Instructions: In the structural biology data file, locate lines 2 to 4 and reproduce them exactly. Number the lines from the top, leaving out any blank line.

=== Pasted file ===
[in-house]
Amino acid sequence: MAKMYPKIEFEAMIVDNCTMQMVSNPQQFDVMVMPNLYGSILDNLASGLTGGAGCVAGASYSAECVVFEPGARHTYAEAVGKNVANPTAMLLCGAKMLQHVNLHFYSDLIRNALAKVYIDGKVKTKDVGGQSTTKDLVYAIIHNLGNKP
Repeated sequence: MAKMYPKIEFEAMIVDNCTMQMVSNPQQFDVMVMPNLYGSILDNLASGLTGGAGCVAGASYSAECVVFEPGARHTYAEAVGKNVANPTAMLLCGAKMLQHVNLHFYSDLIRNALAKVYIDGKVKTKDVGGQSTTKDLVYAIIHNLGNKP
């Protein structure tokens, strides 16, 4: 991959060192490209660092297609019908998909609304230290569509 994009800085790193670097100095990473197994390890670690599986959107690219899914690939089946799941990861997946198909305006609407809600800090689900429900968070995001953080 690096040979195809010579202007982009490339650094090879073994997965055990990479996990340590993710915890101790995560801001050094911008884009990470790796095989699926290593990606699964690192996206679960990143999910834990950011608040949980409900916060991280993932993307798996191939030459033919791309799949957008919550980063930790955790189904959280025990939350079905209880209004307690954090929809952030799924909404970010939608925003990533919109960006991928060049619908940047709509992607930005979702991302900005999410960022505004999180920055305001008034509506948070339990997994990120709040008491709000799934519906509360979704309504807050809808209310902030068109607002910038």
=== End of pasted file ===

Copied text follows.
Amino acid sequence: MAKMYPKIEFEAMIVDNCTMQMVSNPQQFDVMVMPNLYGSILDNLASGLTGGAGCVAGASYSAECVVFEPGARHTYAEAVGKNVANPTAMLLCGAKMLQHVNLHFYSDLIRNALAKVYIDGKVKTKDVGGQSTTKDLVYAIIHNLGNKP
Repeated sequence: MAKMYPKIEFEAMIVDNCTMQMVSNPQQFDVMVMPNLYGSILDNLASGLTGGAGCVAGASYSAECVVFEPGARHTYAEAVGKNVANPTAMLLCGAKMLQHVNLHFYSDLIRNALAKVYIDGKVKTKDVGGQSTTKDLVYAIIHNLGNKP
């Protein structure tokens, strides 16, 4: 991959060192490209660092297609019908998909609304230290569509 994009800085790193670097100095990473197994390890670690599986959107690219899914690939089946799941990861997946198909305006609407809600800090689900429900968070995001953080 690096040979195809010579202007982009490339650094090879073994997965055990990479996990340590993710915890101790995560801001050094911008884009990470790796095989699926290593990606699964690192996206679960990143999910834990950011608040949980409900916060991280993932993307798996191939030459033919791309799949957008919550980063930790955790189904959280025990939350079905209880209004307690954090929809952030799924909404970010939608925003990533919109960006991928060049619908940047709509992607930005979702991302900005999410960022505004999180920055305001008034509506948070339990997994990120709040008491709000799934519906509360979704309504807050809808209310902030068109607002910038």